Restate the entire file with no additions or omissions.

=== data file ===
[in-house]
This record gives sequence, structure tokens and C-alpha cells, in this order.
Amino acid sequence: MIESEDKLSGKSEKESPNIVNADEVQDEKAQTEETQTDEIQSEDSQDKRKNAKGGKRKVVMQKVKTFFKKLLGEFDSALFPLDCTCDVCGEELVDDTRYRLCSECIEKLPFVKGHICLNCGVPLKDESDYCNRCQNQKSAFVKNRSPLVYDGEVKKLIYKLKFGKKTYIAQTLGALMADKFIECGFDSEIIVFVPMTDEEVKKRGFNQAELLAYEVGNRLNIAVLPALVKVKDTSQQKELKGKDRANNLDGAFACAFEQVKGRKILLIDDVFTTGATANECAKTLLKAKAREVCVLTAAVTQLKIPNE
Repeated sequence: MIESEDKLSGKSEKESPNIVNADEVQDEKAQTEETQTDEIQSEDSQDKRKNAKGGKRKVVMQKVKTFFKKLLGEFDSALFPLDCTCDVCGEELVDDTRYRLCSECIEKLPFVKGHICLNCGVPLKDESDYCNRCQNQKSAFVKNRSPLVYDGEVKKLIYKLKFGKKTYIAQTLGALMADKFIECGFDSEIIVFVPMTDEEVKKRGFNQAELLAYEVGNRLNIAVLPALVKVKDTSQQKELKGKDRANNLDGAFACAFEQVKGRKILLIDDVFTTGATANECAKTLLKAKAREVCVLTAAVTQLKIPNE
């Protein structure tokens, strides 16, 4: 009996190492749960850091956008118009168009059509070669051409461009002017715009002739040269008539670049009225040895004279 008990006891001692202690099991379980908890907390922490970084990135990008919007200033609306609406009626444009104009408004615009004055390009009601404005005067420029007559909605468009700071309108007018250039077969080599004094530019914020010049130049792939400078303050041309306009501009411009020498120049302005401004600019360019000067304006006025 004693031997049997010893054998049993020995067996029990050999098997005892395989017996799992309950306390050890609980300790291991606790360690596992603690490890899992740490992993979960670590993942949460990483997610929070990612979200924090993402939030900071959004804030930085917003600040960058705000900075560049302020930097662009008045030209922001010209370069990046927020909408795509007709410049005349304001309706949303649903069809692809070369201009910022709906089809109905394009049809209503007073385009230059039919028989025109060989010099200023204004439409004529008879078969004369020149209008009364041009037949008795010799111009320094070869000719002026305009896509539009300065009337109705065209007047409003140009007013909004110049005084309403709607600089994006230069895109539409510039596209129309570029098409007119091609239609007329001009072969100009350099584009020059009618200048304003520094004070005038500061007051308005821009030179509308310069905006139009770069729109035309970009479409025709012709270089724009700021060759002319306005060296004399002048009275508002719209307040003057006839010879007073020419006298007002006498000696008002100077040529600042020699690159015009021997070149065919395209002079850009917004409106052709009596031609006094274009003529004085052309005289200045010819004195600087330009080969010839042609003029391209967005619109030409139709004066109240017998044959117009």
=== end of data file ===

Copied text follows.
[in-house]
This record gives sequence, structure tokens and C-alpha cells, in this order.
Amino acid sequence: MIESEDKLSGKSEKESPNIVNADEVQDEKAQTEETQTDEIQSEDSQDKRKNAKGGKRKVVMQKVKTFFKKLLGEFDSALFPLDCTCDVCGEELVDDTRYRLCSECIEKLPFVKGHICLNCGVPLKDESDYCNRCQNQKSAFVKNRSPLVYDGEVKKLIYKLKFGKKTYIAQTLGALMADKFIECGFDSEIIVFVPMTDEEVKKRGFNQAELLAYEVGNRLNIAVLPALVKVKDTSQQKELKGKDRANNLDGAFACAFEQVKGRKILLIDDVFTTGATANECAKTLLKAKAREVCVLTAAVTQLKIPNE
Repeated sequence: MIESEDKLSGKSEKESPNIVNADEVQDEKAQTEETQTDEIQSEDSQDKRKNAKGGKRKVVMQKVKTFFKKLLGEFDSALFPLDCTCDVCGEELVDDTRYRLCSECIEKLPFVKGHICLNCGVPLKDESDYCNRCQNQKSAFVKNRSPLVYDGEVKKLIYKLKFGKKTYIAQTLGALMADKFIECGFDSEIIVFVPMTDEEVKKRGFNQAELLAYEVGNRLNIAVLPALVKVKDTSQQKELKGKDRANNLDGAFACAFEQVKGRKILLIDDVFTTGATANECAKTLLKAKAREVCVLTAAVTQLKIPNE
């Protein structure tokens, strides 16, 4: 009996190492749960850091956008118009168009059509070669051409461009002017715009002739040269008539670049009225040895004279 008990006891001692202690099991379980908890907390922490970084990135990008919007200033609306609406009626444009104009408004615009004055390009009601404005005067420029007559909605468009700071309108007018250039077969080599004094530019914020010049130049792939400078303050041309306009501009411009020498120049302005401004600019360019000067304006006025 004693031997049997010893054998049993020995067996029990050999098997005892395989017996799992309950306390050890609980300790291991606790360690596992603690490890899992740490992993979960670590993942949460990483997610929070990612979200924090993402939030900071959004804030930085917003600040960058705000900075560049302020930097662009008045030209922001010209370069990046927020909408795509007709410049005349304001309706949303649903069809692809070369201009910022709906089809109905394009049809209503007073385009230059039919028989025109060989010099200023204004439409004529008879078969004369020149209008009364041009037949008795010799111009320094070869000719002026305009896509539009300065009337109705065209007047409003140009007013909004110049005084309403709607600089994006230069895109539409510039596209129309570029098409007119091609239609007329001009072969100009350099584009020059009618200048304003520094004070005038500061007051308005821009030179509308310069905006139009770069729109035309970009479409025709012709270089724009700021060759002319306005060296004399002048009275508002719209307040003057006839010879007073020419006298007002006498000696008002100077040529600042020699690159015009021997070149065919395209002079850009917004409106052709009596031609006094274009003529004085052309005289200045010819004195600087330009080969010839042609003029391209967005619109030409139709004066109240017998044959117009």